Parenting has taught me a lot about dealing with things I’d rather not deal with. I’ve been forced to breathe deeply and make the call to the doctor at three in the morning: Um, my daughter won’t stop crying, and when the doctor asks why she’s crying, I’ve had to confess, Well I kinda dropped her on her head today.
That never feels good to admit to.
Or I’ve had to clench my mouth shut tightly and just let my daughter have her feelings and be disappointed. I’ve had to resist the urge to placate her, to try to “make” her feel better by saying something inane like, Well your little ten-year-old friend who won’t share with you is a jerk.
Definitely not good parental role-modeling.
I’ve also learned to deal with larger, seemingly inhuman bureaucratic systems, such as institutionalized schooling, with all its rules and policies that seem to believe learning only takes place in a classroom. No, I don’t think it’s fair that my seventh-grader gets an F in classes because I took her on a trip to see a sick relative. I’ve learned to face a police and justice system that views children, and particularly teenaged men, as criminals first and foremost.
Parenting, however, has also demonstrated that there are the choices we need to make between letting some things slide while focusing on others.
My daughter, arriving home ten minutes later than she said she would, might be OK now and then. I can raise an eyebrow and shrug off her What? The bus was late! exasperated remark when I ask why she’s not on time. Because when she’s out at night and forgets to call when I explicitly explained that I expected her to, that ain’t something you can let slide. It’s something you have to address, and it’s difficult to hold her to the agreed upon consequences. It’s painful to hear her anger, her frustration, to be the target of her unmitigated teenage rage. And that is scary.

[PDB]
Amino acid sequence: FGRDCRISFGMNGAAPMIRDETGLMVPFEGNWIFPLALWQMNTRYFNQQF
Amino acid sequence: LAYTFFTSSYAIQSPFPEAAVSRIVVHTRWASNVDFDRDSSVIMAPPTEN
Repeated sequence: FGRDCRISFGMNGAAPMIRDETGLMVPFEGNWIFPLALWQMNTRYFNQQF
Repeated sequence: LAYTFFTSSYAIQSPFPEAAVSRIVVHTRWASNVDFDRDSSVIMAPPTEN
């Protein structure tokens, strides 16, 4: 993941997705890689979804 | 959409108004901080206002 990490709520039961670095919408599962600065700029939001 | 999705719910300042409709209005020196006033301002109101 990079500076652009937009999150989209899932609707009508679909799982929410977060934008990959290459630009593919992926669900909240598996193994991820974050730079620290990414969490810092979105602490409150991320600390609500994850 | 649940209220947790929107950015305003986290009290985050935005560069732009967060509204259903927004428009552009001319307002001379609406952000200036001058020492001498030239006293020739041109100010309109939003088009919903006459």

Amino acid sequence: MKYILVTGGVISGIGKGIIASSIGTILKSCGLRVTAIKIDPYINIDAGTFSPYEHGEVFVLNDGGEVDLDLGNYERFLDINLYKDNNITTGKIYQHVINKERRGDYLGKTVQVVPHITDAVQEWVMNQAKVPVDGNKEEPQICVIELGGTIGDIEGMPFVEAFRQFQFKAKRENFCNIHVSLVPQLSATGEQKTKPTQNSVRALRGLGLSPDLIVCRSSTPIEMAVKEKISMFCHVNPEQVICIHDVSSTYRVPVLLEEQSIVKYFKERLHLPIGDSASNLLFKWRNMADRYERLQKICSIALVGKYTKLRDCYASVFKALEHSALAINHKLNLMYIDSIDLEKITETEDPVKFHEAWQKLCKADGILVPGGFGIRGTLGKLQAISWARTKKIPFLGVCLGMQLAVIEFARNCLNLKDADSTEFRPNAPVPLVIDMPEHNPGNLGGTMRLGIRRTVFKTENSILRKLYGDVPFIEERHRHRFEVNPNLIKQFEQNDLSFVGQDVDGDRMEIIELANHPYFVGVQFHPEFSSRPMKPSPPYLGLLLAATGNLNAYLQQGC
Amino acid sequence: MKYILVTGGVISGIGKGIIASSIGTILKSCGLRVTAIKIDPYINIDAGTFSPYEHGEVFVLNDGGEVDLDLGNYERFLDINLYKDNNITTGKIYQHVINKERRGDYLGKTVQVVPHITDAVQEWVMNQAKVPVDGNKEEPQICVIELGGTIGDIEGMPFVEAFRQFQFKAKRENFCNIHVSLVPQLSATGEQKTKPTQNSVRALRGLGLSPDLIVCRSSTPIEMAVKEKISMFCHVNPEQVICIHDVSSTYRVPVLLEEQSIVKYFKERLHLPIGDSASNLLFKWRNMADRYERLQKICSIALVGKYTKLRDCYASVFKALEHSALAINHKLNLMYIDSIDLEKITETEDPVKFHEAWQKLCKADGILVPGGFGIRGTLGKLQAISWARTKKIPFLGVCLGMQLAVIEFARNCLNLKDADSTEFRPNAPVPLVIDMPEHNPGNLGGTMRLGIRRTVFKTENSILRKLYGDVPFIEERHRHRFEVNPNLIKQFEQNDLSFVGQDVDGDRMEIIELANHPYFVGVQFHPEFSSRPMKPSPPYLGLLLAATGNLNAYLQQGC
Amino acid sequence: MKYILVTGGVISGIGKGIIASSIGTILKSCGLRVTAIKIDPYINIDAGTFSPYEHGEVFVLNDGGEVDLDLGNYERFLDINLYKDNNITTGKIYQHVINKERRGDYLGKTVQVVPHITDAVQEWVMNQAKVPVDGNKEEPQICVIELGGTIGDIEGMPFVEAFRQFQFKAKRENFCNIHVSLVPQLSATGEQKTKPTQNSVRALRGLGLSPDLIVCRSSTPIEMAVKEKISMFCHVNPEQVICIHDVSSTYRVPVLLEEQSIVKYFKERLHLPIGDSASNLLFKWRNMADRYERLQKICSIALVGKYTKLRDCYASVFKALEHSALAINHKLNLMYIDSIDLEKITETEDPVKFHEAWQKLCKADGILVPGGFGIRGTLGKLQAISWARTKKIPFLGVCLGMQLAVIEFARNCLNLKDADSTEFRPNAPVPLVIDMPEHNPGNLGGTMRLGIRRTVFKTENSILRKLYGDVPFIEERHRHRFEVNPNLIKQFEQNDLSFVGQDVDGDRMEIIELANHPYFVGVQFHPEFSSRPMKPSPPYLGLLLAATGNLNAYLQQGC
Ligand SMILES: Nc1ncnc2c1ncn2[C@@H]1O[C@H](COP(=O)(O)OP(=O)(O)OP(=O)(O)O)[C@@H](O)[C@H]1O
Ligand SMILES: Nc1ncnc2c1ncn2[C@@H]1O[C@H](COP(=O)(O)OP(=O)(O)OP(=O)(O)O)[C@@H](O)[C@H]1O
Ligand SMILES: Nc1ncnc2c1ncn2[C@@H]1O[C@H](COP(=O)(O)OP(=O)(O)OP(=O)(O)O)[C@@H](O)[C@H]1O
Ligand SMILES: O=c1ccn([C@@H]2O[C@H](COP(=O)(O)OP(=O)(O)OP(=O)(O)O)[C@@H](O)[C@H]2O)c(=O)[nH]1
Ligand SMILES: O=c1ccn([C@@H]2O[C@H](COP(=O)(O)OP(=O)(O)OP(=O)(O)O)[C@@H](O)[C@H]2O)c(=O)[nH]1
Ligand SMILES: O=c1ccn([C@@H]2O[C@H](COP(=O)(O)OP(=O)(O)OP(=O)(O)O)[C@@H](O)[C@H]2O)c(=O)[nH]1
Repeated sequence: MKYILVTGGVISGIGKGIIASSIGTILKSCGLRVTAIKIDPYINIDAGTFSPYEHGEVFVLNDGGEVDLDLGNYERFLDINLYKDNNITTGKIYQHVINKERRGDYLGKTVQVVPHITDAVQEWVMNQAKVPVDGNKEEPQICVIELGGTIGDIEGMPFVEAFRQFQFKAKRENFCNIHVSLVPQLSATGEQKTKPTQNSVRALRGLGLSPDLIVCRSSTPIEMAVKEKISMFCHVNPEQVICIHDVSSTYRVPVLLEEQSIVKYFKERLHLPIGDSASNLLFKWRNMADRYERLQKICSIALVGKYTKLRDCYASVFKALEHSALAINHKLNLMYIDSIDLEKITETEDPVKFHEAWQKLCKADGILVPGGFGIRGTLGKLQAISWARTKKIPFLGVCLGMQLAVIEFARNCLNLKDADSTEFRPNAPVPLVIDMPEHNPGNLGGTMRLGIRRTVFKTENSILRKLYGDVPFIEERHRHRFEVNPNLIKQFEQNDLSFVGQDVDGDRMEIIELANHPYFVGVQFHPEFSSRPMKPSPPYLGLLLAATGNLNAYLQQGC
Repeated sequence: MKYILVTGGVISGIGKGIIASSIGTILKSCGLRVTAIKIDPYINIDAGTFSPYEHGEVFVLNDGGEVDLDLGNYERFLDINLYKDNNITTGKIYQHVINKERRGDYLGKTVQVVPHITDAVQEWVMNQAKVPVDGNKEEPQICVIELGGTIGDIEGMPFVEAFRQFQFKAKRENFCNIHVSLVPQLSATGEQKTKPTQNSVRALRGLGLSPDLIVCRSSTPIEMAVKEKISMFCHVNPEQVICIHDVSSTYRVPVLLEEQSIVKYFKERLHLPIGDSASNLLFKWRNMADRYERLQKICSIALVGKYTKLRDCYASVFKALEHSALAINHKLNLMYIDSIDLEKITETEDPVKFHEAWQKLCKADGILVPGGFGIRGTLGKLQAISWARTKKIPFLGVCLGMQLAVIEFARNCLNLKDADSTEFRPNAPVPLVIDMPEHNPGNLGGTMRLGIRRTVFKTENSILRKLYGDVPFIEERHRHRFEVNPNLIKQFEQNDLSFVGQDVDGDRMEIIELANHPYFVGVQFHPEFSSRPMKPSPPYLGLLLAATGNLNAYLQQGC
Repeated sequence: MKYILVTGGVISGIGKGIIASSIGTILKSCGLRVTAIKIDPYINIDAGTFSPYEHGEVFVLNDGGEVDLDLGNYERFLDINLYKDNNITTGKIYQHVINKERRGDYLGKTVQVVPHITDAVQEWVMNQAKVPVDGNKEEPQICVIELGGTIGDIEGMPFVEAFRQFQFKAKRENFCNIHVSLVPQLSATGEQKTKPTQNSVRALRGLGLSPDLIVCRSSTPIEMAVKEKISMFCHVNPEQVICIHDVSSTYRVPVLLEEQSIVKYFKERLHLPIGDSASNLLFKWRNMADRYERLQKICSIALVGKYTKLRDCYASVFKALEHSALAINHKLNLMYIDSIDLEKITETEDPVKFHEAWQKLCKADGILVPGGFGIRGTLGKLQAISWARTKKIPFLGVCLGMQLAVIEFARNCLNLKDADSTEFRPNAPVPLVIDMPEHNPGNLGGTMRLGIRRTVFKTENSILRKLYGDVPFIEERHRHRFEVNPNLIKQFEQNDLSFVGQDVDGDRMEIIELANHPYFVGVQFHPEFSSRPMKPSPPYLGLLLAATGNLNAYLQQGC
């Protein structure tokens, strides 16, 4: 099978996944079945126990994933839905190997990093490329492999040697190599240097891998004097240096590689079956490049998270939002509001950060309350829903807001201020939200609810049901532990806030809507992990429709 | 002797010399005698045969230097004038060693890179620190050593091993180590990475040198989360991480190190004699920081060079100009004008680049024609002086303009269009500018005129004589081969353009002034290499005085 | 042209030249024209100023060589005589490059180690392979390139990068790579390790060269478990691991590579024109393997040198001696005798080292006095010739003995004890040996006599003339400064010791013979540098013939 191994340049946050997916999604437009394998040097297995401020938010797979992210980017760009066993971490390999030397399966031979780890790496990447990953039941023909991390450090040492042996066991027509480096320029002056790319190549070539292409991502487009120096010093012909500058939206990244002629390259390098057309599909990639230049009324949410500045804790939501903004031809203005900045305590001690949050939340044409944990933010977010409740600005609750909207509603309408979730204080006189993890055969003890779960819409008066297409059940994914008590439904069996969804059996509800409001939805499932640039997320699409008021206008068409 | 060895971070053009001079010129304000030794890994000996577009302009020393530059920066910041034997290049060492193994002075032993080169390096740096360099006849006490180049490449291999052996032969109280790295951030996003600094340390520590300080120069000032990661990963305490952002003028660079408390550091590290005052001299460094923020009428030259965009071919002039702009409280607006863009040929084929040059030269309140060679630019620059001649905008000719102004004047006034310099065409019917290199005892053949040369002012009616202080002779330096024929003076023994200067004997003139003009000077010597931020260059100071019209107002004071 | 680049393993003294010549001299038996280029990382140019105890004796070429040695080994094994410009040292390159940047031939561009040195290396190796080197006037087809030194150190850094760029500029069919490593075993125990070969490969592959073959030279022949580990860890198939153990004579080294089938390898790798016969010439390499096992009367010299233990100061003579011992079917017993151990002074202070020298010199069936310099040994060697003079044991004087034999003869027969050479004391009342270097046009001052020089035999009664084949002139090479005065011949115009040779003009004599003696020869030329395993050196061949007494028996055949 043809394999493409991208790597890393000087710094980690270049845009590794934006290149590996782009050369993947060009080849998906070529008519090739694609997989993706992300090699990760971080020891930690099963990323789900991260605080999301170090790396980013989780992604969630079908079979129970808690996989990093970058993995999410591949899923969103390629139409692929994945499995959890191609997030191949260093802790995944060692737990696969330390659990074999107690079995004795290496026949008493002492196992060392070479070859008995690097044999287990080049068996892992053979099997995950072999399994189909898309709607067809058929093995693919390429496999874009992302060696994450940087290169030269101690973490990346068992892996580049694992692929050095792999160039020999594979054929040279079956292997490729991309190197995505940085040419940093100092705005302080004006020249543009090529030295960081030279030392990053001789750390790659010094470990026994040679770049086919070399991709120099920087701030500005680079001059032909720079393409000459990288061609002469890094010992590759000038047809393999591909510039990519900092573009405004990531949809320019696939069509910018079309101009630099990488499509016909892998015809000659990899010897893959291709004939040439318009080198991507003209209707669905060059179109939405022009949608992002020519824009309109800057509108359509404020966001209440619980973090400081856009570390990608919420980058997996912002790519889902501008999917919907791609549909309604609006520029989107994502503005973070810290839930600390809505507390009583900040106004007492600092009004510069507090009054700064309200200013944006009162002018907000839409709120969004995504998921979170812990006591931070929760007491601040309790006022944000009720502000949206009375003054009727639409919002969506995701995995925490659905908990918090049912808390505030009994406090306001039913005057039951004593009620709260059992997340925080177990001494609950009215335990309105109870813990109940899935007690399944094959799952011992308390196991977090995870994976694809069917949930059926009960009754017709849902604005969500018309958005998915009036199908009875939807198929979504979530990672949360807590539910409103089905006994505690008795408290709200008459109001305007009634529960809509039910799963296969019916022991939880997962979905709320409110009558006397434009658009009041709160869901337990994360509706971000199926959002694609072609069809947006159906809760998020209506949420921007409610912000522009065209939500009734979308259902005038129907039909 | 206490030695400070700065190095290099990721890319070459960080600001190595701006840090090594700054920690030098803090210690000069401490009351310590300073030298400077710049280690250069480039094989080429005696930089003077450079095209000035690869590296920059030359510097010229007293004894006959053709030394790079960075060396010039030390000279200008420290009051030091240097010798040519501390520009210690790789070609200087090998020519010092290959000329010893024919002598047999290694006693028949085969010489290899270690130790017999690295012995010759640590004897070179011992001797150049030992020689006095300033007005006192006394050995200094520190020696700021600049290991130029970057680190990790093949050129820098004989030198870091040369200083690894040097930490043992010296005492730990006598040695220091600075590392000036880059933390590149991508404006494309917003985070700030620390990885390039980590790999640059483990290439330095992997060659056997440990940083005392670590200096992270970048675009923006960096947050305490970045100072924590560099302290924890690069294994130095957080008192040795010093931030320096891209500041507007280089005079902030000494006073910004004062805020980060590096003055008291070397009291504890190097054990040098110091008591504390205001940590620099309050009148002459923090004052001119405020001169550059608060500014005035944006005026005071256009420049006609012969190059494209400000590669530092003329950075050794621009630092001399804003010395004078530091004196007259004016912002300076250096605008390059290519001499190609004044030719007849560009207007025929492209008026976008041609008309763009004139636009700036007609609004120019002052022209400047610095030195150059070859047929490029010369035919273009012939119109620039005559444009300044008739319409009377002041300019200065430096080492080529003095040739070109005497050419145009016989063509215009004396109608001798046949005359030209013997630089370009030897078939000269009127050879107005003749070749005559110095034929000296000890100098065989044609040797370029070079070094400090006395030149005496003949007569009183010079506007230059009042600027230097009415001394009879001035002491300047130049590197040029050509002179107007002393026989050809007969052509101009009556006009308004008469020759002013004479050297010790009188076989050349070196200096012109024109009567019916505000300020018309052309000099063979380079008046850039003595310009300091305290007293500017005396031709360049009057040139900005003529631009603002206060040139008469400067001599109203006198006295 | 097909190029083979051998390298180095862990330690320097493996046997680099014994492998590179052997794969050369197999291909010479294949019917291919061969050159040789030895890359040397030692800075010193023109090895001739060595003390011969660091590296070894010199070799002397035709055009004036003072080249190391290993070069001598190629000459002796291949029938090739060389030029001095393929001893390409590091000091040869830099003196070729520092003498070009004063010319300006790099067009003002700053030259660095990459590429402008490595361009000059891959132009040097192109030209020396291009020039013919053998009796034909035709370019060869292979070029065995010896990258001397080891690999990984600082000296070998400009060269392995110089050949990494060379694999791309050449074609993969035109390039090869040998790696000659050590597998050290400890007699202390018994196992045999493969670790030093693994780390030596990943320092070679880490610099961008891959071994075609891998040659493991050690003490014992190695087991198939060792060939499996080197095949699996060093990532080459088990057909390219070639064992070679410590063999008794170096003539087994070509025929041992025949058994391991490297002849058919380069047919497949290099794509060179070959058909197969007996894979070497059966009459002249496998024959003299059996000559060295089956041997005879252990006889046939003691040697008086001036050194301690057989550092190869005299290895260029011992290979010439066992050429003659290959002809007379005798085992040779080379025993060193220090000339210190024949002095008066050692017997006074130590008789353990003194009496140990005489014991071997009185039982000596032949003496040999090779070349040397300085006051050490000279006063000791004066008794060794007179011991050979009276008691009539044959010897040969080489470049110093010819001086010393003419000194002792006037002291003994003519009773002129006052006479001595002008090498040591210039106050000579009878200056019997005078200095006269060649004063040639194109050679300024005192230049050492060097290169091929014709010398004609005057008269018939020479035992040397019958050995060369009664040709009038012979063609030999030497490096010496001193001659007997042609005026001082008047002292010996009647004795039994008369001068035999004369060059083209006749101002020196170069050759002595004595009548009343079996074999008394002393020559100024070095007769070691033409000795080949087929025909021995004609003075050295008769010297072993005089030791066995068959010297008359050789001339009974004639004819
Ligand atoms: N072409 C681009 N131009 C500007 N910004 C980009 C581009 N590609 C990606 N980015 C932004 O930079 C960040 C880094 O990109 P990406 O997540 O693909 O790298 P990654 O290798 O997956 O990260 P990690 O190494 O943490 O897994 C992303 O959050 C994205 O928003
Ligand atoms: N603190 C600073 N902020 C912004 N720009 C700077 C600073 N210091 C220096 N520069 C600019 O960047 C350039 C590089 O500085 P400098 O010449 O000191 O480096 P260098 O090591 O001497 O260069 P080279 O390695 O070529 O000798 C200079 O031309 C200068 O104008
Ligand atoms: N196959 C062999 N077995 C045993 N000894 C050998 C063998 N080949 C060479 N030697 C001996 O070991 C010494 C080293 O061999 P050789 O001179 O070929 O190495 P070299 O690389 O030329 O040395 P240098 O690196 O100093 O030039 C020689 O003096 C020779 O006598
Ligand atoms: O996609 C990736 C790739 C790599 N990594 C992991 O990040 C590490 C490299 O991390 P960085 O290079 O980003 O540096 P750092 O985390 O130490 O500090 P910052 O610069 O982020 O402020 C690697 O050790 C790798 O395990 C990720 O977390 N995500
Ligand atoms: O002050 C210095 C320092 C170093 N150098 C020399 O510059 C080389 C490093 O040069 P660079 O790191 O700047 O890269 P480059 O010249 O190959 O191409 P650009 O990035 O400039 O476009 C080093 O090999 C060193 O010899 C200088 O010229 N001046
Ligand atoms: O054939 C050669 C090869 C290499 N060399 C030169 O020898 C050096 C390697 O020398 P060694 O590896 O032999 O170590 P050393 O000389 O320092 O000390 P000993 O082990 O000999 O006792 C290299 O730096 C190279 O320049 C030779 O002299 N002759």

However, this is not an essay about my children. Let me stop stalling.
“I did, however, acknowledge that I had no answers, only questions.”
A friend of mine was arrested for domestic violence. There’s a story there. There are reasons for his anger and even empathy around the whole situation: towards him, towards his partner. The whole affair is sad. In the end, perhaps it will all be for the best for both of them and their kids.
But there is no excuse for violence in a relationship. None. Ever.
The crisis is over. The mother of the kids has moved out of their home. They have a routine set up. Things are almost back to normal. People in my circle of friends are even joking about it.
And that is what bothers me.
I started to ask around: what is my role in all this now? How do I address this with my daughters and son? How to be a true friend to my buddy, who still needs a friend even and perhaps especially after something like this?
I don’t want to be the one to constantly bring it up every time I see him, but I also don’t want a “business as usual”-type friendship, a “don’t ask, don’t tell” relationship, which is presumably so much easier: pretend it never happened.
I remember when the Chris Brown and Rihanna incident occurred. I immediately talked to my kids about it, especially my youngest daughter who was very into both of them. I asked how they felt about hearing the news. I didn’t want to let this opportunity slip: a chance to address the unacceptability of domestic violence, to establish a clear “zero-tolerance” policy. Some things can slide; physical and emotional abuse can’t.
But what to do with my friend? Why did this feel so much more difficult?
Soon after all this happened, I spoke with another friend of mine. She had been in an abusive relationship in the past, and she gave me some advice I hold dearly now. My friend said when she was going through it, that she wished people would have done something — anything. She looked at me and said: Sometimes doing the wrong thing is better than doing nothing.